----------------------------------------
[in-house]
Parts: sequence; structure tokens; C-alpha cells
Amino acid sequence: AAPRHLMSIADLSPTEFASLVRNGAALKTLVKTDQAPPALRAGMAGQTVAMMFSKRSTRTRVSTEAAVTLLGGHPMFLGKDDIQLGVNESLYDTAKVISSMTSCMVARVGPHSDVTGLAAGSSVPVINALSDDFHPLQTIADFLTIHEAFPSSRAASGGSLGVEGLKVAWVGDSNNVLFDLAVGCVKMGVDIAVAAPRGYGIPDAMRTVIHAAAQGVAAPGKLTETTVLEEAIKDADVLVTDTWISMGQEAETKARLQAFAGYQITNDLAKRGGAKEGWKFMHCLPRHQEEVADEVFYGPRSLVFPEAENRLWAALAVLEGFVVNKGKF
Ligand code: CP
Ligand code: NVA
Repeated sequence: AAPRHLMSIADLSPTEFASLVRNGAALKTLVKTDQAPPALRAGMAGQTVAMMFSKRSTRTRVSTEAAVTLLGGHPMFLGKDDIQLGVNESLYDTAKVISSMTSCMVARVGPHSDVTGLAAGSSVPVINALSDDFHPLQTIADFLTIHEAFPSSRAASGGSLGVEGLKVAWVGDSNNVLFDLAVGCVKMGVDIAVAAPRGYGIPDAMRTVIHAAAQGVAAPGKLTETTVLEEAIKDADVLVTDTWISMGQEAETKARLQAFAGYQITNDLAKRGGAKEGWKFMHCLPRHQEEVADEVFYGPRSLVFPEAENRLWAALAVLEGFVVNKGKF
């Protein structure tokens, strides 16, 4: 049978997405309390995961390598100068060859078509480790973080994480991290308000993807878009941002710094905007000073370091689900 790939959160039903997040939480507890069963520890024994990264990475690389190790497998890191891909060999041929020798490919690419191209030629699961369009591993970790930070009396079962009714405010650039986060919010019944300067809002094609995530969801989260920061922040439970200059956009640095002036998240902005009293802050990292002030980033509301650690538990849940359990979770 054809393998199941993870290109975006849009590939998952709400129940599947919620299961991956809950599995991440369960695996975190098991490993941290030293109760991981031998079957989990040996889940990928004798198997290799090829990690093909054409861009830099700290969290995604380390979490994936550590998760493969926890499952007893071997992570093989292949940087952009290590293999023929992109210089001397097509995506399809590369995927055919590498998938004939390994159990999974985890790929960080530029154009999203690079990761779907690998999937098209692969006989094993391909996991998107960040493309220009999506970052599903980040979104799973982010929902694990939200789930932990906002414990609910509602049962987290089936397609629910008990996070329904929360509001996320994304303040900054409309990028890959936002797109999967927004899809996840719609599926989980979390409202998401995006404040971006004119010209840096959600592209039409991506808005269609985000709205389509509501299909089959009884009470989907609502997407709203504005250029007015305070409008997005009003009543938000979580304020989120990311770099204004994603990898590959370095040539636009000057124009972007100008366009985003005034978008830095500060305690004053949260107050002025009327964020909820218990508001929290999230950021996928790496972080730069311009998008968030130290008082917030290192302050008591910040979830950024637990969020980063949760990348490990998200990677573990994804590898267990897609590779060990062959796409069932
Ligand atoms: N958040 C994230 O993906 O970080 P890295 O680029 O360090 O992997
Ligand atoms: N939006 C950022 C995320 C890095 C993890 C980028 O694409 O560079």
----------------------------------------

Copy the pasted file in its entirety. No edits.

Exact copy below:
[in-house]
Parts: sequence; structure tokens; C-alpha cells
Amino acid sequence: AAPRHLMSIADLSPTEFASLVRNGAALKTLVKTDQAPPALRAGMAGQTVAMMFSKRSTRTRVSTEAAVTLLGGHPMFLGKDDIQLGVNESLYDTAKVISSMTSCMVARVGPHSDVTGLAAGSSVPVINALSDDFHPLQTIADFLTIHEAFPSSRAASGGSLGVEGLKVAWVGDSNNVLFDLAVGCVKMGVDIAVAAPRGYGIPDAMRTVIHAAAQGVAAPGKLTETTVLEEAIKDADVLVTDTWISMGQEAETKARLQAFAGYQITNDLAKRGGAKEGWKFMHCLPRHQEEVADEVFYGPRSLVFPEAENRLWAALAVLEGFVVNKGKF
Ligand code: CP
Ligand code: NVA
Repeated sequence: AAPRHLMSIADLSPTEFASLVRNGAALKTLVKTDQAPPALRAGMAGQTVAMMFSKRSTRTRVSTEAAVTLLGGHPMFLGKDDIQLGVNESLYDTAKVISSMTSCMVARVGPHSDVTGLAAGSSVPVINALSDDFHPLQTIADFLTIHEAFPSSRAASGGSLGVEGLKVAWVGDSNNVLFDLAVGCVKMGVDIAVAAPRGYGIPDAMRTVIHAAAQGVAAPGKLTETTVLEEAIKDADVLVTDTWISMGQEAETKARLQAFAGYQITNDLAKRGGAKEGWKFMHCLPRHQEEVADEVFYGPRSLVFPEAENRLWAALAVLEGFVVNKGKF
């Protein structure tokens, strides 16, 4: 049978997405309390995961390598100068060859078509480790973080994480991290308000993807878009941002710094905007000073370091689900 790939959160039903997040939480507890069963520890024994990264990475690389190790497998890191891909060999041929020798490919690419191209030629699961369009591993970790930070009396079962009714405010650039986060919010019944300067809002094609995530969801989260920061922040439970200059956009640095002036998240902005009293802050990292002030980033509301650690538990849940359990979770 054809393998199941993870290109975006849009590939998952709400129940599947919620299961991956809950599995991440369960695996975190098991490993941290030293109760991981031998079957989990040996889940990928004798198997290799090829990690093909054409861009830099700290969290995604380390979490994936550590998760493969926890499952007893071997992570093989292949940087952009290590293999023929992109210089001397097509995506399809590369995927055919590498998938004939390994159990999974985890790929960080530029154009999203690079990761779907690998999937098209692969006989094993391909996991998107960040493309220009999506970052599903980040979104799973982010929902694990939200789930932990906002414990609910509602049962987290089936397609629910008990996070329904929360509001996320994304303040900054409309990028890959936002797109999967927004899809996840719609599926989980979390409202998401995006404040971006004119010209840096959600592209039409991506808005269609985000709205389509509501299909089959009884009470989907609502997407709203504005250029007015305070409008997005009003009543938000979580304020989120990311770099204004994603990898590959370095040539636009000057124009972007100008366009985003005034978008830095500060305690004053949260107050002025009327964020909820218990508001929290999230950021996928790496972080730069311009998008968030130290008082917030290192302050008591910040979830950024637990969020980063949760990348490990998200990677573990994804590898267990897609590779060990062959796409069932
Ligand atoms: N958040 C994230 O993906 O970080 P890295 O680029 O360090 O992997
Ligand atoms: N939006 C950022 C995320 C890095 C993890 C980028 O694409 O560079």